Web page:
Today, Microsoft is launching the first startup accelerator* in the company’s history in an effort to encourage more entrepreneurs to build their cloud-based applications using Windows Azure. The program will take place at the Microsoft Israel Research and Development Center, and is a part of the Israel R&D Center’s outreach program Think Next as well as the Microsoft BizSpark program for startups.
Like most accelerators, Microsoft will provide the typical accouterments, including free office space, coaching, mentorship, legal assistance and more, but in this case, it’s specifically after companies building cloud-based startups. The companies will be provided with free access to Windows Azure, but will not receive seed funding.
According to Zack Weisfeld, Sr. Director of Strategy and Business Development at Microsoft’s Israel Development Center, the decision to launch the company’s first accelerator in Israel had to do with the center’s strategic location for Microsoft, and is part of its ongoing efforts to bring startup culture back to the company.
Israel has a very active startup community, Weisfeld explains. “We have 4,900 startups in Israel today, and the third largest V.C. spending in the world after Silicon Valley and New England,” he says. He also notes that out of the startups participating in Microsoft’s BizSpark One, a sort of “best of breed” selection from the larger BizSpark program, 25% of the companies are located in Israel.
“Because we have such an innovation-driven and startup-driven R&D center, we basically came with a proposal to basically change the way Microsoft deals with entrepreneurs,” Weisfeld says of the program’s beginnings. “Part of that proposal was to start, for the first time in the world for Microsoft, our own startup accelerator.”
The new accelerator aims to tap into the region’s activity, by encouraging startups to launch using Microsoft software.
The Windows Azure Accelerator, as it’s called, will be the first of many themed accelerators Microsoft plans to launch in the same space. The program will also serve as a blueprint for future accelerators Microsoft plans to launch globally, Weisfeld says. And those global programs will arrive sooner than later, it seems.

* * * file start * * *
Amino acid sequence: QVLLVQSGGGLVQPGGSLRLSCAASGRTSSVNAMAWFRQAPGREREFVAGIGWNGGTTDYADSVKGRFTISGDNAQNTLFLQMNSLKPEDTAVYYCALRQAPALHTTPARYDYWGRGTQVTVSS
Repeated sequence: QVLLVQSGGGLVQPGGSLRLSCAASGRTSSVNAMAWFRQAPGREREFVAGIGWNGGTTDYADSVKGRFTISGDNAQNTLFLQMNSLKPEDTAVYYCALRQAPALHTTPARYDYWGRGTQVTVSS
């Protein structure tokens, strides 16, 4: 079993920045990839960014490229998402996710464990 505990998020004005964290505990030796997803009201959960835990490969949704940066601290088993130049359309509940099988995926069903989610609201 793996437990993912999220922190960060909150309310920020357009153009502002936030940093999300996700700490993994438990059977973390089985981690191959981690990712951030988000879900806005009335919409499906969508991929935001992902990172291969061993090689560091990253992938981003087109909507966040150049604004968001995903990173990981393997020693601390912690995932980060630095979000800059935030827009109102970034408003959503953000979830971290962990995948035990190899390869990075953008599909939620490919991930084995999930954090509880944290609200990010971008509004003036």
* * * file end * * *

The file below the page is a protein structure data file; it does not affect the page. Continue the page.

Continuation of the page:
“I don’t think we’ll wait a year,” Weisfeld says, “we’re going to learn a lot through the first class…we’ll be ready to move as soon as possible to other places.”
During the four-month, biannual program, entrepreneurs will have access to 850 square meters of newly renovated, shared workspace in the center, which also includes meeting rooms, a usability lab, and a place to record their demo videos. Over 30 mentors from the industry (names TBA) have been lined up to provide leadership, coaching and support. These include startup CEOs, investors, marketing experts and more.
The startups will also receive all the software currently available through Microsoft BizSpark, including, of course, access to Windows Azure. Companies will receive two years (up to $60,000) of Windows Azure, Weisfeld tells us. This is the same offering available through the BizSpark Plus program, which is now offered to TechStars and all members of its Global Accelerator Network. This new program, too, will function as a member of that network, we’re told.
Startups in the program may choose to use open source software, Weisfeld says, but Microsoft “would like” them to use Azure. (Read: should use Azure).
Although the new program is being positioned as an accelerator, unlike many of today’s incubators, there isn’t seed funding involved, nor will Microsoft take an equity stake in the participating companies. However, there will be something else of value offered: access to Microsoft’s partners who may serve as potential customers.
“We know it’s so critical, even in early stages, for startups to have access to people who may use whatever they produce or can start working as beta customers.” Weisfeld says. “We’re going to work both locally and internationally [on that],” he adds.
Microsoft will reach out both to its own customers with whom it already has relationships with, he says, but will also be doing grassroots-level work when necessary.
The program will culminate with two demo days, one in Israel and a second in the U.S. The first class, which will include 10 companies, will be announced April 22nd at Think Next 2012, which is sort of like a TechCrunch Disrupt-style event for Israel.
As for what’s in it for Microsoft? Besides the obvious (Azure adoption), it’s about an attempt to reinvigorate Microsoft culture.
“We believe that for the Israel R&D center, it’s going to make the center much better. We’re going to have fast-moving, agile startups that want to change the world working closely with our engineers,” explains Weisfeld. “It’s going to make us much better by working with them.”
Interested startup founders can apply to the program here: accelerato.rs/azure/apply
* UPDATE: To be clear, it is Microsoft itself, and those involved with The Windows Azure accelerator, who are positioning the program as the “first-ever” accelerator run by the company. Microsoft, however, has involvement with TechStars, including with its Kinect Accelerator, it should be noted. In that case, though, TechStars takes its usual 6% equity stake, which may be the reason for the distinction. Also, the Azure accelerator will be run by two Microsoft employees, who are in the process of being hired now from the outside startup community.
Here’s further explanation, per Weisfeld:
“Windows Azure Accelerator is the first Microsoft accelerator. The one in Seattle is a TechStars accelerator. Startups get funded and equity by TechStars. The Kinect accelerator is operated by TechStars. It is not a Microsoft accelerator.
WAA is the only by Microsoft, at Microsoft, run by our employees. This is certainly our first direct accelerator. The other one is a TechStars driven accelerator.”